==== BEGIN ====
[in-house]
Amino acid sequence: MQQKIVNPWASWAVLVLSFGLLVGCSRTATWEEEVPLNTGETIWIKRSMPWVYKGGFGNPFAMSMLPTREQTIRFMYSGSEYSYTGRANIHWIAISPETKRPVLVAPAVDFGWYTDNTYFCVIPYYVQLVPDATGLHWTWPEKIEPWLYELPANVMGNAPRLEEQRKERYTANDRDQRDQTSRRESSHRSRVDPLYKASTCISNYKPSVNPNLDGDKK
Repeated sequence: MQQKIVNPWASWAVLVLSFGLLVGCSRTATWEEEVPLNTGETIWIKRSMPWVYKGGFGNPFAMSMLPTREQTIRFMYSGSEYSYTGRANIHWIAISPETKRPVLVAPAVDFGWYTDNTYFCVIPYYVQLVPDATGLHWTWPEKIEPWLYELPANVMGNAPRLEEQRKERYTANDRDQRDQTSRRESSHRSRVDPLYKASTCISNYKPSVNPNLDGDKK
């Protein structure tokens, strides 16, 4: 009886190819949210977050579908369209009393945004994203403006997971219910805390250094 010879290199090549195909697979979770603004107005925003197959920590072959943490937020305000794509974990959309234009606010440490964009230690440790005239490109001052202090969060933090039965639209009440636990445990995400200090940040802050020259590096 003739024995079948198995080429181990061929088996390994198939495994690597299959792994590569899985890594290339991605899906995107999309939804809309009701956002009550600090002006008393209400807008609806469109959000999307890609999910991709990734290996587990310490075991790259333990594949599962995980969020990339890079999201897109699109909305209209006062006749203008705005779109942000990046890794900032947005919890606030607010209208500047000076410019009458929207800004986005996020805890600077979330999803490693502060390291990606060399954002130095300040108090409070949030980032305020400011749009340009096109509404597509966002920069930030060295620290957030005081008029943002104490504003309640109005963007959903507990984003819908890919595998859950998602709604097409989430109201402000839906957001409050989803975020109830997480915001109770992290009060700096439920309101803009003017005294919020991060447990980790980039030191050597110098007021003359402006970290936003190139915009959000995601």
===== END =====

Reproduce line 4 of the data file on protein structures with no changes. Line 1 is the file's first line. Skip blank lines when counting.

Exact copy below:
């Protein structure tokens, strides 16, 4: 009886190819949210977050579908369209009393945004994203403006997971219910805390250094 010879290199090549195909697979979770603004107005925003197959920590072959943490937020305000794509974990959309234009606010440490964009230690440790005239490109001052202090969060933090039965639209009440636990445990995400200090940040802050020259590096 003739024995079948198995080429181990061929088996390994198939495994690597299959792994590569899985890594290339991605899906995107999309939804809309009701956002009550600090002006008393209400807008609806469109959000999307890609999910991709990734290996587990310490075991790259333990594949599962995980969020990339890079999201897109699109909305209209006062006749203008705005779109942000990046890794900032947005919890606030607010209208500047000076410019009458929207800004986005996020805890600077979330999803490693502060390291990606060399954002130095300040108090409070949030980032305020400011749009340009096109509404597509966002920069930030060295620290957030005081008029943002104490504003309640109005963007959903507990984003819908890919595998859950998602709604097409989430109201402000839906957001409050989803975020109830997480915001109770992290009060700096439920309101803009003017005294919020991060447990980790980039030191050597110098007021003359402006970290936003190139915009959000995601």